Sunday, 8 November 2009

Pease pudding hot...

Pease pudding hot, Pease pudding cold,
Pease pudding in the pot - nine days old.
Some like it hot, some like it cold,
Some like it in the pot - nine days old.

~Traditional English nursery rhyme, c. 1760

And some would like it fresh - thank you very much!

Pease pudding is traditionally a sort of thick soupy type dish made from various vegetables, but mainly yellow split-peas - it's served with ham or bacon. Most popular now though is green pea and ham soup. We Brits like to call savoury dishes 'pudding' just to keep you on your toes (think Yorkshire pudding, steak and kidney pudding, etc). Here's a pease pudding recipe.

The word 'pease' was the correct word for pea; 'peasen' was the correct plural of 'pease'. However, the word 'pease' was often mistaken for the plural of 'pea'; thus we now have 'pea' singular and 'peas' plural. This is known as back-formation in language. See also Online Etymology.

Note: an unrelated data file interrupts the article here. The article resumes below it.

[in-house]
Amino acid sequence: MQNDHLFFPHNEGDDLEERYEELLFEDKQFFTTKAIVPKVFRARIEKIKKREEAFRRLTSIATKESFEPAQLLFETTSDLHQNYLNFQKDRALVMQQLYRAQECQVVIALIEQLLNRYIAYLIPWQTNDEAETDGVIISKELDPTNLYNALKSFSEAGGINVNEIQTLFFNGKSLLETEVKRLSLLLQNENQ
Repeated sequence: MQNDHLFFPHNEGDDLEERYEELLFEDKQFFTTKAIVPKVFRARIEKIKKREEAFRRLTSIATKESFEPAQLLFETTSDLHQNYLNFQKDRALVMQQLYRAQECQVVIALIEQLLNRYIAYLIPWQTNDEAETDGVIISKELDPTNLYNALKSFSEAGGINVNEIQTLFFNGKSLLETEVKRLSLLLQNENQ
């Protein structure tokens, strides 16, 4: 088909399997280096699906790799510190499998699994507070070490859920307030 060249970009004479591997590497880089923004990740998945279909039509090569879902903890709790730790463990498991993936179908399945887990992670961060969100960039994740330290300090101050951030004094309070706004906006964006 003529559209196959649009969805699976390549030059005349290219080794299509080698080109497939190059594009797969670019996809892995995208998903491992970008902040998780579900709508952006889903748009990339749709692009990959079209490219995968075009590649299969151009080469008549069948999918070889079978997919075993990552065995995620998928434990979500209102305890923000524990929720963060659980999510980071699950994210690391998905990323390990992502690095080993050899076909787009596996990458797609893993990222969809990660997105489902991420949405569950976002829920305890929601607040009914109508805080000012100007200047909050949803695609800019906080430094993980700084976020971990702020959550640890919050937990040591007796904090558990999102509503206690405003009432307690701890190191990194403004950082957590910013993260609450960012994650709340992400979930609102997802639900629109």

Words are great.


2 comments:

  1. My mom taught me this rhyme when I was a little girl, thanks for explaining where it came from. (o:

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  2. Well who'd have thought it was a favourite in the USA! :) I love learning the history of old nursery rhymes.

    BTW I think the 9 days old thing refers to the fact that in th'owden days (the olden days ;) ) stews such as pease pudding would be bubbling over the stove for days, each day leftovers and scraps of this and that would be added to the stew.

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